As we recently posted, data security — and the lack thereof — is a huge problem that needs to be fixed for both retailers’ and shoppers’ protection. First, let’s look at some more statistics. Then, let’s consider the best solution.
According to a Ponemon Institute study, as reported by the Wall Street Journal, security breaches have skyrocketed at North American American retailers.
What’s the best solution, keeping in mind that nothing is foolproof?
Harvey Bronfman, an entrepreneur and angel investor, puts it this way: “Why hasn’t the U.S. made the credit-card techno-leap? … it is all about who bears the multi-billion-dollar tab. Until now, cost-benefit analyses by banks and large retailers have concluded that eating the cost of data theft is cheaper than changing over to a more secure system, according to industry analysts. That is perhaps the biggest reason the world’s largest consumer market is so far behind the eight ball on purchasing technology.”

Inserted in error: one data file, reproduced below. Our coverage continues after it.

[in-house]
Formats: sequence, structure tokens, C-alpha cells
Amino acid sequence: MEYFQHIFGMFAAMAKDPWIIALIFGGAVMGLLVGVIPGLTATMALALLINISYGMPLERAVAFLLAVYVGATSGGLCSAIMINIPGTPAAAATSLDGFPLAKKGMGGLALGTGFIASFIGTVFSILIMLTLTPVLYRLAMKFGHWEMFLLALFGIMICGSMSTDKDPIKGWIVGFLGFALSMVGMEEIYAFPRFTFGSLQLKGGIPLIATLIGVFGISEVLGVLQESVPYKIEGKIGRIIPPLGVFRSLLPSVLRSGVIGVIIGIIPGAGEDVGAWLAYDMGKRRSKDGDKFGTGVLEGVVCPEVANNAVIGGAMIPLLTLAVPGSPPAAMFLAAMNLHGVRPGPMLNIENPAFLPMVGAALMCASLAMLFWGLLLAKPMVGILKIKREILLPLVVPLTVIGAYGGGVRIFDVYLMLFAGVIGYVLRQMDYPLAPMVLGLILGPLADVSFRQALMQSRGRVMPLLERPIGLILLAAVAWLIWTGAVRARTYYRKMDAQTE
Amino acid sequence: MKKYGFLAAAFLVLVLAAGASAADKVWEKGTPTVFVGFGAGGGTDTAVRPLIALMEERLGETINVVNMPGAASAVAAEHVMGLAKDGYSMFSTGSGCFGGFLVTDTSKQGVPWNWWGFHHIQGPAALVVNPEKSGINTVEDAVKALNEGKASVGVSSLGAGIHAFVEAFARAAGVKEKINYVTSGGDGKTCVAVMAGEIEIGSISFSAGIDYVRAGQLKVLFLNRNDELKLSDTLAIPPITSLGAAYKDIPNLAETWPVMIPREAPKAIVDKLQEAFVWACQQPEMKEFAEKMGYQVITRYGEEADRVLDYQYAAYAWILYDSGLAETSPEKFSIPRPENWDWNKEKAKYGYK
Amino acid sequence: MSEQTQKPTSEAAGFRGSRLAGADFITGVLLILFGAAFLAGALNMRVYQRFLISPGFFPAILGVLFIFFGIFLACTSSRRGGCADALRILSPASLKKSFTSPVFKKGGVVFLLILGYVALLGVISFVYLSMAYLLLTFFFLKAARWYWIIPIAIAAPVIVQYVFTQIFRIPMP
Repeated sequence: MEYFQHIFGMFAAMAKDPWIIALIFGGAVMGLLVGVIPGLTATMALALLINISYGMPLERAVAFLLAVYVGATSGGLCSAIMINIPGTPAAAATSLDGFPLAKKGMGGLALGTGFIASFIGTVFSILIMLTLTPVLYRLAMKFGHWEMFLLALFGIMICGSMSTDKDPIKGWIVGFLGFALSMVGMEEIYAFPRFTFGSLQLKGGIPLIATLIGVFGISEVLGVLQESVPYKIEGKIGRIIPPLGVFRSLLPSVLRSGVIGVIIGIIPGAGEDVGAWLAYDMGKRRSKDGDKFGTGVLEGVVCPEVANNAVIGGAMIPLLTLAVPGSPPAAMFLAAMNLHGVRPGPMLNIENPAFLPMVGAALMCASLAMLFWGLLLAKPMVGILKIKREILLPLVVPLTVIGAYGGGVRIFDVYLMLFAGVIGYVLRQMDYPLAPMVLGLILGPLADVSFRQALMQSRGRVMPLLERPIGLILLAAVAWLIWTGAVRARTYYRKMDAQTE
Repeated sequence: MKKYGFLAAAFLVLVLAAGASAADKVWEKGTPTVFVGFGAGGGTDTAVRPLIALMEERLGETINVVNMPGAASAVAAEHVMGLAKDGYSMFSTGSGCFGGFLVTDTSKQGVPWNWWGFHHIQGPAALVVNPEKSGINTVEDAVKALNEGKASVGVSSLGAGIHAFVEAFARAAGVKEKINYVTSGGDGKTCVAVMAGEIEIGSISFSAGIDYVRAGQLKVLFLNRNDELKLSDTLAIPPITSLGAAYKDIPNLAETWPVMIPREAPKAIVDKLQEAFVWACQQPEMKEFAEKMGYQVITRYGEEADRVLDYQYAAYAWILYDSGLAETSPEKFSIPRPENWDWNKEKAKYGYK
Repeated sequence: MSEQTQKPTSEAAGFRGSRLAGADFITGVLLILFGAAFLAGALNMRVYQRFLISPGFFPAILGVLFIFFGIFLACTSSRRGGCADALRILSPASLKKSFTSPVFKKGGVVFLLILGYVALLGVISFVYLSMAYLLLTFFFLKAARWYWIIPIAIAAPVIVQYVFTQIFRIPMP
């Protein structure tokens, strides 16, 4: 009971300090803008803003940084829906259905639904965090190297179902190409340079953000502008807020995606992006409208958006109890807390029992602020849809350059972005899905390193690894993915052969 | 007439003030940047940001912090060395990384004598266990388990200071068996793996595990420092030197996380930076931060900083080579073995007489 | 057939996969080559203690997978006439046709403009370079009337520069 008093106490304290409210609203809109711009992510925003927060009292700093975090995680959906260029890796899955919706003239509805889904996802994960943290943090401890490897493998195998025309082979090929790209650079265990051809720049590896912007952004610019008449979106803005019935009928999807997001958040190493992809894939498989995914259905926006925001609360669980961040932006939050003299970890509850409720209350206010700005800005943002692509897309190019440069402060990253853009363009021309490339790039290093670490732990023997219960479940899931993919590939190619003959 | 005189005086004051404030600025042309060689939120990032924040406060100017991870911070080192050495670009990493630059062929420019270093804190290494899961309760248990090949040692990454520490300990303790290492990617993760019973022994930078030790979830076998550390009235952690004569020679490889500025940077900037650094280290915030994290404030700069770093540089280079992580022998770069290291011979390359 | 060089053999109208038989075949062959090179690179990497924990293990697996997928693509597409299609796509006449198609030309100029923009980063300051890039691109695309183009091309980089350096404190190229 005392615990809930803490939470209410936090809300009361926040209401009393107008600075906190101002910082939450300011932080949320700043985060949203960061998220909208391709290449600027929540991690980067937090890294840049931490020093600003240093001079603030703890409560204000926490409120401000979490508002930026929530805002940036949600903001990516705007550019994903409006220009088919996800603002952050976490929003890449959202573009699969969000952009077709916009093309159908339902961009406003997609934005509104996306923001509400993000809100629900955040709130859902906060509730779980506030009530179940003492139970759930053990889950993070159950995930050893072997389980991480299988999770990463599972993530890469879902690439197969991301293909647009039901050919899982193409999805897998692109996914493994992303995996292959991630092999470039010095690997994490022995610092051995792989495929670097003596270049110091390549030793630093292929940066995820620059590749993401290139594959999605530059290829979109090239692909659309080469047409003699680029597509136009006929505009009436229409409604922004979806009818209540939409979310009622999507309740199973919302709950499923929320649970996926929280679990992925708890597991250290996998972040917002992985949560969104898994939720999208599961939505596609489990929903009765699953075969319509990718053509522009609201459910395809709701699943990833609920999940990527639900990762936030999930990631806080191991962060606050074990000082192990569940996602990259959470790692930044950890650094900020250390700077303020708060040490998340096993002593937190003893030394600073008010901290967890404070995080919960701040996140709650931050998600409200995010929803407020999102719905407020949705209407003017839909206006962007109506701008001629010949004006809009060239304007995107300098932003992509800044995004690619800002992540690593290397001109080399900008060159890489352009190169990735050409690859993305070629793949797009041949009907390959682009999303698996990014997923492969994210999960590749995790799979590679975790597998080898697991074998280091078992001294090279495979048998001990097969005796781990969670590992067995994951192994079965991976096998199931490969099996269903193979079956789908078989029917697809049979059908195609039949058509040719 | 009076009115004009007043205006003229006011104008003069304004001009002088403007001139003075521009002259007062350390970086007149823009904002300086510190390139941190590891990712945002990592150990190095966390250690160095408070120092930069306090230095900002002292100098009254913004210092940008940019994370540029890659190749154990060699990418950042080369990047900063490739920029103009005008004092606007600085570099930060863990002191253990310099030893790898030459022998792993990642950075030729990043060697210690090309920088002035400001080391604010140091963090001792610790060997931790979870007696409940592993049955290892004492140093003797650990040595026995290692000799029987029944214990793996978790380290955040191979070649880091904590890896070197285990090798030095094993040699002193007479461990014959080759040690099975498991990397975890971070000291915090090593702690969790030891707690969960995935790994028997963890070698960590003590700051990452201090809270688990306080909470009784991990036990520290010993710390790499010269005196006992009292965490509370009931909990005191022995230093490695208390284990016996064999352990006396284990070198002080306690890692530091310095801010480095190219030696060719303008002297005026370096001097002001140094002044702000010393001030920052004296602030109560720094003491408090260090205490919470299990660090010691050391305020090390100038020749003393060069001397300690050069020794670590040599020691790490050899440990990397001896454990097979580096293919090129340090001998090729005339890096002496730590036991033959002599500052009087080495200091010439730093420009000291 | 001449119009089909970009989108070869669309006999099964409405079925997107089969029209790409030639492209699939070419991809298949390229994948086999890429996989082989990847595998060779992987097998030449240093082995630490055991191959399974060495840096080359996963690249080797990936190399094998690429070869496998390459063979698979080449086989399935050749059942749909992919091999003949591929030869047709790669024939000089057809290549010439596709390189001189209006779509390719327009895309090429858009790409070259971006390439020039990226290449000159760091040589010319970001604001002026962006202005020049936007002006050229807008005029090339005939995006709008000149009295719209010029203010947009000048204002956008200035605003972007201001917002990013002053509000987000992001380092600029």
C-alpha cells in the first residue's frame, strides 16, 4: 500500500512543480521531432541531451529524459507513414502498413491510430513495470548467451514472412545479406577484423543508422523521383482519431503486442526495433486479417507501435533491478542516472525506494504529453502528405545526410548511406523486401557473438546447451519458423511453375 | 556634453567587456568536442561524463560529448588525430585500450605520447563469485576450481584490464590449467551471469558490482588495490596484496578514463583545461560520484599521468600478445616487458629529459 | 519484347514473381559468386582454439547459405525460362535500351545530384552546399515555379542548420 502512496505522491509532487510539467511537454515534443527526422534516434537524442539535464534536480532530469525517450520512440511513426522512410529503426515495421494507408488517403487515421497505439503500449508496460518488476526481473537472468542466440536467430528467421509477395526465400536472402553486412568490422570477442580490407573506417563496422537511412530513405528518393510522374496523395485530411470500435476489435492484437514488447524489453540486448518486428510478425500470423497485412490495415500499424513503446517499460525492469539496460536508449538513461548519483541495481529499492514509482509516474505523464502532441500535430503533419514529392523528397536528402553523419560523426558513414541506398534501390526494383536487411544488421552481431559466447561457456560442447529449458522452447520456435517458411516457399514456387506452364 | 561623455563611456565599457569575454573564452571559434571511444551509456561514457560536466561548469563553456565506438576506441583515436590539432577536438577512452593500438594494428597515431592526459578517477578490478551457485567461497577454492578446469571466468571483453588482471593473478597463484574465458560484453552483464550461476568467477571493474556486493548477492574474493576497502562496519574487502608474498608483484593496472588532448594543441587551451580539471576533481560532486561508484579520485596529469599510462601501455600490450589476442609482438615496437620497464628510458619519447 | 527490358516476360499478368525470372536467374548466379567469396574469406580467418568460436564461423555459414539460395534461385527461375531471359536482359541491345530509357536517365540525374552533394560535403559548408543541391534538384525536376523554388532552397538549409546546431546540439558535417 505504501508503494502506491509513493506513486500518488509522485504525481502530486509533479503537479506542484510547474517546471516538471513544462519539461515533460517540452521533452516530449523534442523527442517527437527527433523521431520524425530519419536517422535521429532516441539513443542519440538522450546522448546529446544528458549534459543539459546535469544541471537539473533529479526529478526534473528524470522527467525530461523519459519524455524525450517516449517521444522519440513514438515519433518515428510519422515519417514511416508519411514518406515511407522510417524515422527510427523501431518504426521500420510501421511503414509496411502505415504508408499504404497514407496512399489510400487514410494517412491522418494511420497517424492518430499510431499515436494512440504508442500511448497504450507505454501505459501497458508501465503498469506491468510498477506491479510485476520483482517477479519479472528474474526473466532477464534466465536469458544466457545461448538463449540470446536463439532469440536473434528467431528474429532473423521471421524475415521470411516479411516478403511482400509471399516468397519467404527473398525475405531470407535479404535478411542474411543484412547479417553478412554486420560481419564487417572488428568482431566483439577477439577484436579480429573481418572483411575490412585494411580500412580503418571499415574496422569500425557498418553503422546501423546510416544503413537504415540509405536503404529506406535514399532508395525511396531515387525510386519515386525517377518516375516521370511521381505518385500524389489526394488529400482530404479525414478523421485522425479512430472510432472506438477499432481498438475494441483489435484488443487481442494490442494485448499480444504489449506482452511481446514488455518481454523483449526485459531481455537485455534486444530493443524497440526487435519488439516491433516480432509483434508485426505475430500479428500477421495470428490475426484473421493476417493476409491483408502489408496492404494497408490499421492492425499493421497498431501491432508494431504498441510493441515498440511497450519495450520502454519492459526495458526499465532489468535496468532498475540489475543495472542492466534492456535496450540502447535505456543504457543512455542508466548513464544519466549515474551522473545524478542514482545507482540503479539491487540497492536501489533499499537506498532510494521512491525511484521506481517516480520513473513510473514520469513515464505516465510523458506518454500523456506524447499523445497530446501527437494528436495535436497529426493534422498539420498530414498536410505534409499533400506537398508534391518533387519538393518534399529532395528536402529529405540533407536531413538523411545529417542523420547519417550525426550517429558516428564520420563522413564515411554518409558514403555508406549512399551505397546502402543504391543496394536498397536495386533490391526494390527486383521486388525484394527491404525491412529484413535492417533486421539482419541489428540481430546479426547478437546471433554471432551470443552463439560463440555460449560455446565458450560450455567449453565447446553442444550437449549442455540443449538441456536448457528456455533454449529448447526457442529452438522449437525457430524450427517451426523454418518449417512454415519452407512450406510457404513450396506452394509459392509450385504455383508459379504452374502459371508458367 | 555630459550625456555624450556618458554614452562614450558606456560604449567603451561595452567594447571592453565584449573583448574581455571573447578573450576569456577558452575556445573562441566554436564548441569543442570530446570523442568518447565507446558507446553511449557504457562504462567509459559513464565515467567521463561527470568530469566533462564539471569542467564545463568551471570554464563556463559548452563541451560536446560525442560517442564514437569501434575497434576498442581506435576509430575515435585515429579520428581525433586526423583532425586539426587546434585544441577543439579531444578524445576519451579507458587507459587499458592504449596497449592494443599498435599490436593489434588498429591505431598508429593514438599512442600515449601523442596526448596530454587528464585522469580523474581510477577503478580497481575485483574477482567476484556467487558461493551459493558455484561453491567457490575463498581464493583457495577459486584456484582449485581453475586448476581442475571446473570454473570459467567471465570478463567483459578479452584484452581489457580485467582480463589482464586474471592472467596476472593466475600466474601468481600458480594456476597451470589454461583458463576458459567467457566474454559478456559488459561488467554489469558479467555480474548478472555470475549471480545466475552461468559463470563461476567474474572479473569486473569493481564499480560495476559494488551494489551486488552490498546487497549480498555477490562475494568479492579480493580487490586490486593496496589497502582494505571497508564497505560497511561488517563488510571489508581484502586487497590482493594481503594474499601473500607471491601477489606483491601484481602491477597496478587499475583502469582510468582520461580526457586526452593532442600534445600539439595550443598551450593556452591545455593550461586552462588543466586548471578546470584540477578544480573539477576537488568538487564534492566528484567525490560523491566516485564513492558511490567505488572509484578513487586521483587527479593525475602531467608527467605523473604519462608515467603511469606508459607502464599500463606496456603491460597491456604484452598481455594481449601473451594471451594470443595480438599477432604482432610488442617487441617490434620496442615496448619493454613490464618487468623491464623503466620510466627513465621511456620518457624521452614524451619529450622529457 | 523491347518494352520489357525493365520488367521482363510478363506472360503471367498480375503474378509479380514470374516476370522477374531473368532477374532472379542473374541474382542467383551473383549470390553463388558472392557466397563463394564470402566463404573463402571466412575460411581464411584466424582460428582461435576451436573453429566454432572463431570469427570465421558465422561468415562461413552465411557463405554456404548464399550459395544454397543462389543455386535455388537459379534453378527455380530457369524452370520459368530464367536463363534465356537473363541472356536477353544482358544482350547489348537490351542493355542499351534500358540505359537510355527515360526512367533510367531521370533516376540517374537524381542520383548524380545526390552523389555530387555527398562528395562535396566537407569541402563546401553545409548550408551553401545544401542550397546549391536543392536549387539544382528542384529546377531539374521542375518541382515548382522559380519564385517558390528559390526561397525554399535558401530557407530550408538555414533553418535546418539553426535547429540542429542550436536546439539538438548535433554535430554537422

Paul Ziobro and Robin Sidel, writing for the Wall Street Journal, state that:
“Target Chief Executive Gregg Steinhafel is calling on retailers and banks to adopt chip-based credit-card technology to better protect shoppers. But the debate was different a decade ago, when the executive was on the other side of the issue as Target pulled the plug on a $40 million, three-year program that did just that.”
“Chip-based credit cards — in which a smart chip in the card works with special readers installed at stores — are widely used in Europe and Canada, making it more difficult for thieves to profit from the sort of massive data breach that hit Target over the holidays. But the technology has yet to be embraced in the U.S., and as a result, the U.S. has become the preferred target for criminal hackers.”
Click on the image below and then scroll down the WSJ page to see a video clip on this story.
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